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Physics with Positrons
Our research encompasses the development of forefront instrumentation using positrons and the application of positron beams in a wide variety of fields ranging from fundamental physics via solid state and surface physics to applied materials science. By exploiting neutron capture gamma rays and subsequent pair production we generate the worlds most intense monoenergetic positron beam at NEPOMUC at the FRM II. The positron beam facility at NEPOMUC hosts various instruments (CDBS, TRHEPD, PAES, PLEPS, SPM, OP) open to external scientific users.
We apply (coincident) Doppler broadening spectroscopy of the annihilation photons to investigate open-volume lattice defects and precipitates. Our positron µ-beam at the CDB spectrometer allows 3D-imaging of defect distributions in all kind of materials. By using 22Na-based setups in the lab we apply positron annihilation lifetime spectroscopy (PALS) in order to study type and concentration of defects in crystalline solids as well as the free volume of polymers. The depth dependent positron lifetime is measured with PLEPS at NEPOMUC. Surface analysis with topmost layer sensitivity is performed via high-energy positron diffraction (structure) or by the detection of positron annihilation induced Auger electrons (element distribution). The bulk electronic structure is studied by the measurement of the angular correlation of the gamma radiation emitted from annihilation of electrons with (spin-polarized) positrons.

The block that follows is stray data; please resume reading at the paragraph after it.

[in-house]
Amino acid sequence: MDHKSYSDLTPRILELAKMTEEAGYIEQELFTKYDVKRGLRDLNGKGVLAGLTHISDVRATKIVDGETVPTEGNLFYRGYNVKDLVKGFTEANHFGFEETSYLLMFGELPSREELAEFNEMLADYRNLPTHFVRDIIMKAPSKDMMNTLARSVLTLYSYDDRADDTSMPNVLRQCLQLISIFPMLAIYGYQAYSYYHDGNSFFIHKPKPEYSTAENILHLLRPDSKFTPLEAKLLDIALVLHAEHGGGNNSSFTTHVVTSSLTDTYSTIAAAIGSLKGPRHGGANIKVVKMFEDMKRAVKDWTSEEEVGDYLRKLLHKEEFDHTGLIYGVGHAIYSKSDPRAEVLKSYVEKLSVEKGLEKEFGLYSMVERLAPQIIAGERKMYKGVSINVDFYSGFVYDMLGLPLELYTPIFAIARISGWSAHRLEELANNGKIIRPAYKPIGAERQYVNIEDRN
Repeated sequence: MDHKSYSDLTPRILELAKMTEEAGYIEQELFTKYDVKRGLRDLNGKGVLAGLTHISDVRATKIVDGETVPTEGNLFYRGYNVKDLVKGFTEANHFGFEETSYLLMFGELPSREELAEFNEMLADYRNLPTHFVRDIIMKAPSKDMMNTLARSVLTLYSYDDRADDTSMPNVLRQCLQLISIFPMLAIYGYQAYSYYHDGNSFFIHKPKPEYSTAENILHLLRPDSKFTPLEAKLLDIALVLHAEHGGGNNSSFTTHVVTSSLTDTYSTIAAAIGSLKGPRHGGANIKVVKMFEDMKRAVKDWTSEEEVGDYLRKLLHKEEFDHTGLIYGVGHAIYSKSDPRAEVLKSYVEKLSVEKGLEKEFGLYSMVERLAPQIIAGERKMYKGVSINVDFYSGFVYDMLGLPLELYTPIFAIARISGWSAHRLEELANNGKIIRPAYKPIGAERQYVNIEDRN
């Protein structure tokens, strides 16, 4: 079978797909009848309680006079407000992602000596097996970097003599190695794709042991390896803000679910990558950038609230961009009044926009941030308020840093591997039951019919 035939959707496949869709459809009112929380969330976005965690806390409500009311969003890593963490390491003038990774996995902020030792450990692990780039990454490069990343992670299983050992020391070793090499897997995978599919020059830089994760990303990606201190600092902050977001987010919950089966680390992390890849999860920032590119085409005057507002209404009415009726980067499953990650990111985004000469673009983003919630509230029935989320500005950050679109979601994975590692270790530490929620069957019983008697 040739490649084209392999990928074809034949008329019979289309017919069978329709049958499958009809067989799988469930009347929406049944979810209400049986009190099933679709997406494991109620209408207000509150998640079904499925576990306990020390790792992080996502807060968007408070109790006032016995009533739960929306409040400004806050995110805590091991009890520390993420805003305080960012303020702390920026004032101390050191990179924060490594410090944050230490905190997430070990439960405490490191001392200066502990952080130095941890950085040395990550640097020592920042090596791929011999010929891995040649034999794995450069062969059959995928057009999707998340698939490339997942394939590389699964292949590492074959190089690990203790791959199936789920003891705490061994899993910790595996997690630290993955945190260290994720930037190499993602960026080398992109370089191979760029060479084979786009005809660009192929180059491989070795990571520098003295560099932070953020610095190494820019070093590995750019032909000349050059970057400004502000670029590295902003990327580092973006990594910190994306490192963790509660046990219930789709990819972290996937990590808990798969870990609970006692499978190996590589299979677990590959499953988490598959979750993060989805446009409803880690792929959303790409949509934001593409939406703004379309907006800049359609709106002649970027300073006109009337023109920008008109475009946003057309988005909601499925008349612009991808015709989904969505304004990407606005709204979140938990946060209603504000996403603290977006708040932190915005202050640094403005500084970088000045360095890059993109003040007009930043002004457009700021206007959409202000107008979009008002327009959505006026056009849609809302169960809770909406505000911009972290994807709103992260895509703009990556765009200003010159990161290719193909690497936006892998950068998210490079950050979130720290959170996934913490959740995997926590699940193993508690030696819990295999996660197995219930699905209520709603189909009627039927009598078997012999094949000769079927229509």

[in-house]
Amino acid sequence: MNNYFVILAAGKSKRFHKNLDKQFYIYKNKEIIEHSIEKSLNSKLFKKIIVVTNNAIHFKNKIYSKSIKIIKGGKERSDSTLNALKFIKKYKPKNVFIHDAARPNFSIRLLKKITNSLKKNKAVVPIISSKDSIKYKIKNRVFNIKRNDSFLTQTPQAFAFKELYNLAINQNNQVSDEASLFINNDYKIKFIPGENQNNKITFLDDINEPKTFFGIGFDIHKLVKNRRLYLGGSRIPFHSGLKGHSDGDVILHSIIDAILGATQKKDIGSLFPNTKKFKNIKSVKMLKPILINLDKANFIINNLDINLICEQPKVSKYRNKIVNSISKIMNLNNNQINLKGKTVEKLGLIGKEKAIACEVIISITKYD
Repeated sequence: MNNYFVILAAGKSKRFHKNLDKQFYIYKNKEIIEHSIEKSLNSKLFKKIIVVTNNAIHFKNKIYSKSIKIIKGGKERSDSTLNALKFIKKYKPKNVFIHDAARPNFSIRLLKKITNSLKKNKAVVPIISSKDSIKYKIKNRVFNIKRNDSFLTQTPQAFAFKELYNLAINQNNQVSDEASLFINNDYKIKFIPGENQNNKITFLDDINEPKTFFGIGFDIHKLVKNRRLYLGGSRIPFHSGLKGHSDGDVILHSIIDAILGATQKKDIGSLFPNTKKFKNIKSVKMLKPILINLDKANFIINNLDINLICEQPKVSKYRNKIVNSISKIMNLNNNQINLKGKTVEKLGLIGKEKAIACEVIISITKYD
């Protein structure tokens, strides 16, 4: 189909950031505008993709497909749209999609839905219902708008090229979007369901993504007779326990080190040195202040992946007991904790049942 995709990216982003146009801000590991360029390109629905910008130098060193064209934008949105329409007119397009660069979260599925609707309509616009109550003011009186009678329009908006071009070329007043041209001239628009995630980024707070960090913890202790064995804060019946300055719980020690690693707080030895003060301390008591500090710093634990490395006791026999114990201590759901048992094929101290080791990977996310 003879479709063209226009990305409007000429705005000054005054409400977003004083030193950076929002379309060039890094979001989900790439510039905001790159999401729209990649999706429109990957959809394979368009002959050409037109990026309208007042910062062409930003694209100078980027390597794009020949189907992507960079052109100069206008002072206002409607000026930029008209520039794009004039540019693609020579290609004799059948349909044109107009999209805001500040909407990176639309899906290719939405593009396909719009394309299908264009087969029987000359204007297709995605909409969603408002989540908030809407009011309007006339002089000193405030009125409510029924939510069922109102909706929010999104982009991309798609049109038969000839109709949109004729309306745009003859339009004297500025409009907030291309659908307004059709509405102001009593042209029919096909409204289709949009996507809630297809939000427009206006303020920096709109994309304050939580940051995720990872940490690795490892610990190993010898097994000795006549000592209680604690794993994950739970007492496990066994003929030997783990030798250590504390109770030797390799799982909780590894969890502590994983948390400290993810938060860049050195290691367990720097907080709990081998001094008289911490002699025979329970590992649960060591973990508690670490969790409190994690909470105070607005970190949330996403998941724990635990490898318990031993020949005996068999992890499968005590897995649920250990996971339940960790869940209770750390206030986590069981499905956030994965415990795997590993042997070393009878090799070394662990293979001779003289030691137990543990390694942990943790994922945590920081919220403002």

In collaboration with external groups we carry out fundamental experiments; examples are: determination of the decay rate of the Ps– (Ps negative ion), velocity measurement of cold Ps, development of efficient e+-Ps converters for antihydrogen production, and setting up a magnetic trap for simultaneous storing of positrons end electrons aiming to produce the first pair-plasma.